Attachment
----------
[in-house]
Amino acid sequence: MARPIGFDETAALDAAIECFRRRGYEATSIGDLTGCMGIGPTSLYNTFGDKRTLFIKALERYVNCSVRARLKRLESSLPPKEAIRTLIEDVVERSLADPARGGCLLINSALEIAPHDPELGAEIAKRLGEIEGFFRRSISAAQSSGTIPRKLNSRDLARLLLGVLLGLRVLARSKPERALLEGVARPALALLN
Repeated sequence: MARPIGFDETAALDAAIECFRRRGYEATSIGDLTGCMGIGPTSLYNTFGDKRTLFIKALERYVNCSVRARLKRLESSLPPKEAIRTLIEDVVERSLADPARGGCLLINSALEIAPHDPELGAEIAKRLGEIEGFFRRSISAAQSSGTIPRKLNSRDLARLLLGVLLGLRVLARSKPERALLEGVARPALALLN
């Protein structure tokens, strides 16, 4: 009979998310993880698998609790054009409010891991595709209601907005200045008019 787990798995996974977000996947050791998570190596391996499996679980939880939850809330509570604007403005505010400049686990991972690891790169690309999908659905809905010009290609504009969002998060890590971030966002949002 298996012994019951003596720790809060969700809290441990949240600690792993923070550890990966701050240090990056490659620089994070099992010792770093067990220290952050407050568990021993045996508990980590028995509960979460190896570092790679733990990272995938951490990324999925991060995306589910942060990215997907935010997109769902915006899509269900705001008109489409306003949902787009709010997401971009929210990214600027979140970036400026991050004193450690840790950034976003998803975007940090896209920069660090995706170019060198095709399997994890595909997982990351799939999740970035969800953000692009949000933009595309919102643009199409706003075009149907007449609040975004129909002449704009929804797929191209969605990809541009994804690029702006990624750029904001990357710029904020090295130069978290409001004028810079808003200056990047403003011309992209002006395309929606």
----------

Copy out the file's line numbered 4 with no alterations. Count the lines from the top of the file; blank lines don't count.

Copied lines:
């Protein structure tokens, strides 16, 4: 009979998310993880698998609790054009409010891991595709209601907005200045008019 787990798995996974977000996947050791998570190596391996499996679980939880939850809330509570604007403005505010400049686990991972690891790169690309999908659905809905010009290609504009969002998060890590971030966002949002 298996012994019951003596720790809060969700809290441990949240600690792993923070550890990966701050240090990056490659620089994070099992010792770093067990220290952050407050568990021993045996508990980590028995509960979460190896570092790679733990990272995938951490990324999925991060995306589910942060990215997907935010997109769902915006899509269900705001008109489409306003949902787009709010997401971009929210990214600027979140970036400026991050004193450690840790950034976003998803975007940090896209920069660090995706170019060198095709399997994890595909997982990351799939999740970035969800953000692009949000933009595309919102643009199409706003075009149907007449609040975004129909002449704009929804797929191209969605990809541009994804690029702006990624750029904001990357710029904020090295130069978290409001004028810079808003200056990047403003011309992209002006395309929606």